The Idiosyncrasies

There are a few rules to follow, at least in this milestone edition of the Android toolkit, in order to make these three work together:

• You must give the TabWidget an android: id of @android: id/tabs

• You must set aside some padding in the FrameLayout for the tab buttons (more on this below)

• If you wish to use the TabActivity, you must give the TabHost an android:id [email protected]:id/tabhost

TabActivity, like ListActivity, wraps a common UI pattern (activity made up entirely of tabs) into a pattern-aware activity subclass. You do not necessarily have to use TabActivity - a plain activity can use tabs as well.

With respect to the FrameLayout padding issue, for whatever reason, the Tabwidget does not seem to allocate its own space inside the TabHost container. In other words, no matter what you specify for android:layout_height for the Tabwidget, the FrameLayout ignores it and draws at the top of the overall TabHost. Your tab contents obscure your tab buttons. Hence, you need to leave enough padding (via android:paddingTop) in FrameLayout to "shove" the actual tab contents down beneath the tab buttons. This is likely a bug, so this behavior may well change in future versions of the toolkit.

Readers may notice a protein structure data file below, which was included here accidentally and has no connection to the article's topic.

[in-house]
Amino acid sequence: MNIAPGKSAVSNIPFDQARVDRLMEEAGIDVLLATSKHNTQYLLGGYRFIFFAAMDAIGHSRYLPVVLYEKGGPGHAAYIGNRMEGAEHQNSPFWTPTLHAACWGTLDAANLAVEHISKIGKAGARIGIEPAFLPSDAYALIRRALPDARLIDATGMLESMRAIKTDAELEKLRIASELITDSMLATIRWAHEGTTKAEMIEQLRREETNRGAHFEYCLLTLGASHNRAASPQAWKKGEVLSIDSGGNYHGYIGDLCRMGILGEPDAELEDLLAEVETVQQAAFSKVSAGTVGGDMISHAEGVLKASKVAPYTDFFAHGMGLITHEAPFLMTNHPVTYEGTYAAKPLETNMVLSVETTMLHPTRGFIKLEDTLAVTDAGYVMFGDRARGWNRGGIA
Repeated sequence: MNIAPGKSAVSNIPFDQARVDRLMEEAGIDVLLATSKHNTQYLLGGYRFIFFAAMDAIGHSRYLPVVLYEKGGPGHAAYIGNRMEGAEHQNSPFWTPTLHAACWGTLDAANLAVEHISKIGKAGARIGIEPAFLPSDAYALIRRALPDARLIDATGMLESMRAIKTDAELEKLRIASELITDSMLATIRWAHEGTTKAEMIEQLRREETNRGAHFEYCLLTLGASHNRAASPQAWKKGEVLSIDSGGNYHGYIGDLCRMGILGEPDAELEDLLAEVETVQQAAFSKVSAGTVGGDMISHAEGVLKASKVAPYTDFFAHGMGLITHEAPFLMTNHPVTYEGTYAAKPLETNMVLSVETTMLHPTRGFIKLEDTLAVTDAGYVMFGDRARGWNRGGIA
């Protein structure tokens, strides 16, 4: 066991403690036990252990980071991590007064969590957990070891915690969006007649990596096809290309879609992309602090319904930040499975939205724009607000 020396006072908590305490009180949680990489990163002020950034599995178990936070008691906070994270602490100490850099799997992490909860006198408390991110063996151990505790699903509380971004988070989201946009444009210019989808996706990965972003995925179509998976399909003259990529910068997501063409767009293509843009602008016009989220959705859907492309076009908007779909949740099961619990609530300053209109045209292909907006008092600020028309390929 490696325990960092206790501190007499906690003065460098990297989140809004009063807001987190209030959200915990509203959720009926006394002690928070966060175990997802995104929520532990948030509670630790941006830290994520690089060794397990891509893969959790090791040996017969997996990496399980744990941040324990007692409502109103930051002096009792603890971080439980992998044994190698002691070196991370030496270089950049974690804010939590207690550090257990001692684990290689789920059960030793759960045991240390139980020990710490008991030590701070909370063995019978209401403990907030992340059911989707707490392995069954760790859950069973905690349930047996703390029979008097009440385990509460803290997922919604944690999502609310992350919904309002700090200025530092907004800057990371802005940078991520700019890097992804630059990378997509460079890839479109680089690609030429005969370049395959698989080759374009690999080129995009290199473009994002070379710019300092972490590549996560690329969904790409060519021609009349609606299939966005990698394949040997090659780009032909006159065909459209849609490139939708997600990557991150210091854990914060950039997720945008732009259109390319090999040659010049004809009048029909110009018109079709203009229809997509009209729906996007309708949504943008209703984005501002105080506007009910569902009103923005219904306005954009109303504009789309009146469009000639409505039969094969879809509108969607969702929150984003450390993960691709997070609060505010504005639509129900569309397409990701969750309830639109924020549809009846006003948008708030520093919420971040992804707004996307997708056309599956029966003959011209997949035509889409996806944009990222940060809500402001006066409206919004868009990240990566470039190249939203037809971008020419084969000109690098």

In addition, the Tabwidget seems to always draw itself with room for icons, even if you do not supply icons. Hence, for this version of the toolkit, you need to supply at least 62 pixels of padding, perhaps more depending on the icons you supply.

For example, here is a layout definition for a tabbed activity, from Tab:

<?xml version="1.0" encoding="utf-8"?>

<LinearLayout xmlns:android="http://schemas.android.com/apk/res/android" android:orientation="vertical" android:layout_width="fill_parent" android:layout_height="fill_parent"> <TabHost android:id="@+id/tabhost" android:layout_width="fill_parent" android:layout_height="fill_parent"> <TabWidget android:id="@android:id/tabs" android:layout_width="fill_parent" android:layout_height="wrap_content"

<FrameLayout android:id="@android:id/tabcontent" android:layout_width="fill_parent" android:layout_height="fill_parent"

android:paddingTop="62px">

<AnalogClock android:id="@+id/tab1" android:layout_width="fill_parent" android:layout_height="fill_parent" android:layout_centerHorizontal="true"

<Button android:id="@+id/tab2"

android:layout_width="fill_parent" android:layout_height="fill_parent" android:text="A semi-random button"

</FrameLayout> </TabHost> </LinearLayout>

Note that the Tabwidget and FrameLayout are immediate children of the TabHost, and the FrameLayout itself has children representing the various tabs. In this case, there are two tabs: a clock and a button. In a more complicated scenario, the tabs are probably some form of container (e.g., LinearLayout) with their own contents.

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